He’d go somewhere to be the starter, struggle until he lost his job, become the back-up, and then thrive when he stepped into the limelight. This was especially true in his second run with the Philadelphia Eagles, where he took over for Carson Wentz and led the team to their first Super Bowl. The following year, he almost did it again.

These days, Nick Foles is paid handsomely to play quarterback for the Jacksonville Jaguars, but his spot on the team is in jeopardy. Since he’s been injured, upstart rookie, Gardner Minshew, has played moderately well in his absence. Maybe the Jaguars will give the vet the reigns back when he returns, maybe they’ll stick with the hot hand, but man, how ironic is it that Foles finds himself on this side of the starter/back-up dilemma dynamic?

Stats (As of 10/23/19): 26-19 record, 979/1589 for 11,240 yards, 69 touchdowns, 33 interceptions, and 125 rushes for 125 yards and five touchdowns.

4.102- Kirk Cousins, Washington Redskins

How bizarre is it that 100 picks after the Redskins took RGIII, they took another quarterback, and of those two, only the second one is still a starter? Kirk Cousins, who was never meant to be more than a relatively athletic camp arm, is one of the highest paid quarterbacks in NFL history, and RGIII has to sit behind a quarterback with essentially the same skillset as him?

But you guys know the story. After RGIII flamed out, Cousins stepped up, and actually played pretty well, even taking the squad to the playoffs on two different occasions. Though ultimately, the Redskins decided he was good, but not great, and not worth the going rate of a starting quarterback, so they let him hit free agency.

In 2019, he’s barreling towards his fifth straight 4,000 yard season as the starting quarterback of the Minnesota Vikings.

Stats (As of 10/23/19): 39-39-2 record, 1929/2891 for 22,215 yards, 142 touchdowns, 68 interceptions, and 188 rushes for 539 yards and 15 touchdowns.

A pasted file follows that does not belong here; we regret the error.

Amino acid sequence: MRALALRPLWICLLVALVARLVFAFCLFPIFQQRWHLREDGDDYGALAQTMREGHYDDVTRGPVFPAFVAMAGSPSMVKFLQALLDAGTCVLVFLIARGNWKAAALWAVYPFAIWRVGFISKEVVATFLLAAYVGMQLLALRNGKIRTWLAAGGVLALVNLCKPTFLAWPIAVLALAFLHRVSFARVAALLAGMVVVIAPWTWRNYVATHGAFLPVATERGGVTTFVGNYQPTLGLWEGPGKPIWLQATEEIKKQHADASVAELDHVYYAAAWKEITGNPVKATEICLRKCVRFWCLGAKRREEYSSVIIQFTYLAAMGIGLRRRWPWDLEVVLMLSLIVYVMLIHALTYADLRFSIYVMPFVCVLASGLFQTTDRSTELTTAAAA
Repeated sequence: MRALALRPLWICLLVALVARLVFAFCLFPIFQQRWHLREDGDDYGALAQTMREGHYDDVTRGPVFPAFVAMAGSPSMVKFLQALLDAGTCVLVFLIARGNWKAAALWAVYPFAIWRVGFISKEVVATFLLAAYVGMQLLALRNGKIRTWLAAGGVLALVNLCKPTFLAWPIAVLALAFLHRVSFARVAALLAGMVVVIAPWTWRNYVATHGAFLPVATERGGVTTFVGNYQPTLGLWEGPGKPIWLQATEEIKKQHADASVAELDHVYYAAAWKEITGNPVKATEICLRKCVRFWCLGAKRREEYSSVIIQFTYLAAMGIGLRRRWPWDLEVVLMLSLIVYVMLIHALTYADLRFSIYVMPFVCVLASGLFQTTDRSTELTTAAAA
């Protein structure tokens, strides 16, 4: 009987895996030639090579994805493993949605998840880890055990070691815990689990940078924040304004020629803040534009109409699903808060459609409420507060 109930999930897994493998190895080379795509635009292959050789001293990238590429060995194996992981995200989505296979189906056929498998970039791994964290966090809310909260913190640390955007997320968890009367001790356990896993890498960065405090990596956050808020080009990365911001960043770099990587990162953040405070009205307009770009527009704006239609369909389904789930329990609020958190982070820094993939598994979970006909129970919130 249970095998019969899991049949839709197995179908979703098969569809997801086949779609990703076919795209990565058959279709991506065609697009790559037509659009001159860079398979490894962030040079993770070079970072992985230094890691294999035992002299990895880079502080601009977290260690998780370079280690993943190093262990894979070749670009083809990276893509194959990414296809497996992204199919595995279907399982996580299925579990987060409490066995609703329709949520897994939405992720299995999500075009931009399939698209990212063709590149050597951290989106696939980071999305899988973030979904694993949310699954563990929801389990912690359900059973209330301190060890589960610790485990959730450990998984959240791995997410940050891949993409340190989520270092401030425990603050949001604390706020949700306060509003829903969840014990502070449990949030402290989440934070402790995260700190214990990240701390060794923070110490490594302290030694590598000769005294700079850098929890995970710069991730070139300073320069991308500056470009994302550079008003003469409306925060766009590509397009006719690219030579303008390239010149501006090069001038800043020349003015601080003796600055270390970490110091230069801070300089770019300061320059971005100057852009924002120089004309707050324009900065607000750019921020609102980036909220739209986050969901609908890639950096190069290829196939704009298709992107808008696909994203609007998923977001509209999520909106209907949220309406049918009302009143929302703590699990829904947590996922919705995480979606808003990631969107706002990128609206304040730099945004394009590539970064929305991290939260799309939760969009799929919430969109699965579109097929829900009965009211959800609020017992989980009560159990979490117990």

6.185- Ryan Lindley, Arizona Cardinals

Lindley is really the last quarterback on this list to see any kind of real playing time, and it’s easy to see why. Any time you get a quarterback prospect with his kind of size and arm, teams will take a risk. He wasn’t an incredible athlete, but he was good enough to evade pressure in the pocket, and on a good day, was fairly accurate.

Between 2012 and 2014, Lindley had some opportunities to play for the Arizona Cardinals, but it never really went well. In both career games where he threw for at least 300 yards, he had two touchdowns compared to seven interceptions, driving home the point that the more involved he was in the offense, the worse things would be for the team’s success.

Lindley has been out of the league since 2015.

Stats: 1-5 record, 140/274 for 1,372 yards, three touchdowns, 11 interceptions, and four rushes for seven yards.

7.243- B.J. Coleman, Green Bay Packers

Coming out of Chattanooga, B.J. Coleman had the prototypical quarterback look, standing at 6’3, 233 pounds, and was actually pretty accurate when schemed properly. Sadly, he struggled with many of the positions fundamental requirements. He didn’t have an exceptionally strong arm, and he failed to go through his reads quickly.

Unfortunately, teams agreed, and he was released a year later before he saw any regular season action. He also had stints in the Arena and Canadian Football Leagues, but didn’t really make an impression there either.

7.253- Chandler Harnish, Indianapolis Colts

Coming out of Northern Illinois, Chandler Harnish was a phenomenal physical prospect. He had a stout frame and impressive athleticism that had many comparing him to Tim Tebow. Sadly, that’s not where the comparisons ended. He also struggled with accuracy, and was considered by many to be a project player at best.

Sadly, Chandler Harnish never took a single snap in the regular season of a NFL game, and after essentially bouncing around practice squads, he essentially retired from the game of football in 2015. How strange is it that the Colts selected a quarterback with the very first and the very last picks in this strange, magical class?

The 2012 Quarterback Class

All in all, the 2012 quarterback class has a record (as of 10/23/2019) of 278-240-3, they’ve thrown for 123,896 yards, 832 touchdowns, and 423 interceptions, as well as rushing for 9,367 yards, and 73 touchdowns. They’ve won three Super Bowls, and started games for 15 different teams.

Everyone loves to talk about how Dan Marino fell so far in 1983, how the San Diego Chargers drafted Eli Manning, and how Lamar Jackson was taken 31 spots after Baker Mayfield, but to me? Nothing comes close to the 2012 quarterback class, maybe the strangest of all time.